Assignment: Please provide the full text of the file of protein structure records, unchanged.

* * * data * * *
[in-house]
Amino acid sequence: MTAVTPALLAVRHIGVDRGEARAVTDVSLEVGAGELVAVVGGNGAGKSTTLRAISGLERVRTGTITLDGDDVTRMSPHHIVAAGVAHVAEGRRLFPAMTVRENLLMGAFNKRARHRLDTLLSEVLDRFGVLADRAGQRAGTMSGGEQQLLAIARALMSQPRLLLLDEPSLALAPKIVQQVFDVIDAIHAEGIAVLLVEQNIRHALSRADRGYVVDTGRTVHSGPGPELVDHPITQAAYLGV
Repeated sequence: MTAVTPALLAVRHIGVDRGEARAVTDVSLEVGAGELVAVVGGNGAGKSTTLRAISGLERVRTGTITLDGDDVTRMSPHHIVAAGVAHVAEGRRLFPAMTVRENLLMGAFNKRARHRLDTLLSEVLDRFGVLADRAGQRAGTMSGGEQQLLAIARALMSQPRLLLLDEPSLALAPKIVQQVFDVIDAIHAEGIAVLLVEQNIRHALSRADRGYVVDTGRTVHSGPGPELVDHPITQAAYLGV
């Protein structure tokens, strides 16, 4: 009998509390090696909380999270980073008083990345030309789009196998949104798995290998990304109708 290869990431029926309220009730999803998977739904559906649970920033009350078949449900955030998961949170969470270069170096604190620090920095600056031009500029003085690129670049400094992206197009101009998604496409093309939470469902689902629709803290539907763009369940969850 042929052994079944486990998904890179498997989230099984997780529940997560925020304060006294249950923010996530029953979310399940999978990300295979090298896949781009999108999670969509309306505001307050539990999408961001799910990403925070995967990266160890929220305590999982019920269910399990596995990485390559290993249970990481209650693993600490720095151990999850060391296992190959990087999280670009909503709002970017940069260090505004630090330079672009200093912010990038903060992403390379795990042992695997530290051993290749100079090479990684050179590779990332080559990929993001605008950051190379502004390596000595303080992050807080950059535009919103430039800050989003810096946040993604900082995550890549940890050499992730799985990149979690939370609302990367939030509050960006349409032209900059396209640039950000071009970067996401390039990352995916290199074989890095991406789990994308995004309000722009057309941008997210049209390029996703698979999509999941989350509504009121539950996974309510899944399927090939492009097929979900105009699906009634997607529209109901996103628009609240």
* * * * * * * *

[in-house]
Amino acid sequence: MTAVTPALLAVRHIGVDRGEARAVTDVSLEVGAGELVAVVGGNGAGKSTTLRAISGLERVRTGTITLDGDDVTRMSPHHIVAAGVAHVAEGRRLFPAMTVRENLLMGAFNKRARHRLDTLLSEVLDRFGVLADRAGQRAGTMSGGEQQLLAIARALMSQPRLLLLDEPSLALAPKIVQQVFDVIDAIHAEGIAVLLVEQNIRHALSRADRGYVVDTGRTVHSGPGPELVDHPITQAAYLGV
Repeated sequence: MTAVTPALLAVRHIGVDRGEARAVTDVSLEVGAGELVAVVGGNGAGKSTTLRAISGLERVRTGTITLDGDDVTRMSPHHIVAAGVAHVAEGRRLFPAMTVRENLLMGAFNKRARHRLDTLLSEVLDRFGVLADRAGQRAGTMSGGEQQLLAIARALMSQPRLLLLDEPSLALAPKIVQQVFDVIDAIHAEGIAVLLVEQNIRHALSRADRGYVVDTGRTVHSGPGPELVDHPITQAAYLGV
């Protein structure tokens, strides 16, 4: 009998509390090696909380999270980073008083990345030309789009196998949104798995290998990304109708 290869990431029926309220009730999803998977739904559906649970920033009350078949449900955030998961949170969470270069170096604190620090920095600056031009500029003085690129670049400094992206197009101009998604496409093309939470469902689902629709803290539907763009369940969850 042929052994079944486990998904890179498997989230099984997780529940997560925020304060006294249950923010996530029953979310399940999978990300295979090298896949781009999108999670969509309306505001307050539990999408961001799910990403925070995967990266160890929220305590999982019920269910399990596995990485390559290993249970990481209650693993600490720095151990999850060391296992190959990087999280670009909503709002970017940069260090505004630090330079672009200093912010990038903060992403390379795990042992695997530290051993290749100079090479990684050179590779990332080559990929993001605008950051190379502004390596000595303080992050807080950059535009919103430039800050989003810096946040993604900082995550890549940890050499992730799985990149979690939370609302990367939030509050960006349409032209900059396209640039950000071009970067996401390039990352995916290199074989890095991406789990994308995004309000722009057309941008997210049209390029996703698979999509999941989350509504009121539950996974309510899944399927090939492009097929979900105009699906009634997607529209109901996103628009609240």